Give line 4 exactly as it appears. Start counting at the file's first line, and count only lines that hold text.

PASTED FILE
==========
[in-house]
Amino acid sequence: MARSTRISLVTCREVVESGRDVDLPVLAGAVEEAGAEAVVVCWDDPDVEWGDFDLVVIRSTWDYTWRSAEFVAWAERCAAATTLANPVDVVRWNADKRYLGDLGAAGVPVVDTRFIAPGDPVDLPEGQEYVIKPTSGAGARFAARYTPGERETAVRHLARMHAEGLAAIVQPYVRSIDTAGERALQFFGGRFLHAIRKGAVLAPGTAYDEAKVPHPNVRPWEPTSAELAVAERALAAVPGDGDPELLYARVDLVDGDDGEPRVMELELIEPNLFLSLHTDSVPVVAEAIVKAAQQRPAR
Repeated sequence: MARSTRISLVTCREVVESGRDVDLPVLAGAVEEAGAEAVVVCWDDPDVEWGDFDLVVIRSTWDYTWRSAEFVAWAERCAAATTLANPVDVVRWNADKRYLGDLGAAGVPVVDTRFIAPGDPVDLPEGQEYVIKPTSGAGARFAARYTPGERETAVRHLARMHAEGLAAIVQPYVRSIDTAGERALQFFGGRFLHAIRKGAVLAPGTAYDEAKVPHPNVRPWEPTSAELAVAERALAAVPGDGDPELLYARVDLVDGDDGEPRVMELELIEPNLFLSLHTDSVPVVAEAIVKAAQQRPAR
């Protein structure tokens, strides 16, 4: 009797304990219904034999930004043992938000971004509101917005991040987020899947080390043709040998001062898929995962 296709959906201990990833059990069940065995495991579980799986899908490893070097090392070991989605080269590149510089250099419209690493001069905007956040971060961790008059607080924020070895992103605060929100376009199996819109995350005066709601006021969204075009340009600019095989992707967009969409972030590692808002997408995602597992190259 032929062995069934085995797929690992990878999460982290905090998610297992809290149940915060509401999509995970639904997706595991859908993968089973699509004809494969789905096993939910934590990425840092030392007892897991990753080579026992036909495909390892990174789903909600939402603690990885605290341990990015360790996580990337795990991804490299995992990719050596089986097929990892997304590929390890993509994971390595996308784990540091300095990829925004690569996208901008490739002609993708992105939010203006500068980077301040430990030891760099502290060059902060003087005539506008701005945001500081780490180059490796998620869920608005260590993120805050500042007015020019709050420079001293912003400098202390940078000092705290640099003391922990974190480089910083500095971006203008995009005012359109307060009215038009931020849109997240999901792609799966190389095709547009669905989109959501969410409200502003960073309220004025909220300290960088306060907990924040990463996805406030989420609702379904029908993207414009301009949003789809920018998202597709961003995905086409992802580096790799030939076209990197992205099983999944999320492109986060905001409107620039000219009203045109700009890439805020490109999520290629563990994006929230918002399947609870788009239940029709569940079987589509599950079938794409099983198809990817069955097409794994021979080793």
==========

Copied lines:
């Protein structure tokens, strides 16, 4: 009797304990219904034999930004043992938000971004509101917005991040987020899947080390043709040998001062898929995962 296709959906201990990833059990069940065995495991579980799986899908490893070097090392070991989605080269590149510089250099419209690493001069905007956040971060961790008059607080924020070895992103605060929100376009199996819109995350005066709601006021969204075009340009600019095989992707967009969409972030590692808002997408995602597992190259 032929062995069934085995797929690992990878999460982290905090998610297992809290149940915060509401999509995970639904997706595991859908993968089973699509004809494969789905096993939910934590990425840092030392007892897991990753080579026992036909495909390892990174789903909600939402603690990885605290341990990015360790996580990337795990991804490299995992990719050596089986097929990892997304590929390890993509994971390595996308784990540091300095990829925004690569996208901008490739002609993708992105939010203006500068980077301040430990030891760099502290060059902060003087005539506008701005945001500081780490180059490796998620869920608005260590993120805050500042007015020019709050420079001293912003400098202390940078000092705290640099003391922990974190480089910083500095971006203008995009005012359109307060009215038009931020849109997240999901792609799966190389095709547009669905989109959501969410409200502003960073309220004025909220300290960088306060907990924040990463996805406030989420609702379904029908993207414009301009949003789809920018998202597709961003995905086409992802580096790799030939076209990197992205099983999944999320492109986060905001409107620039000219009203045109700009890439805020490109999520290629563990994006929230918002399947609870788009239940029709569940079987589509599950079938794409099983198809990817069955097409794994021979080793």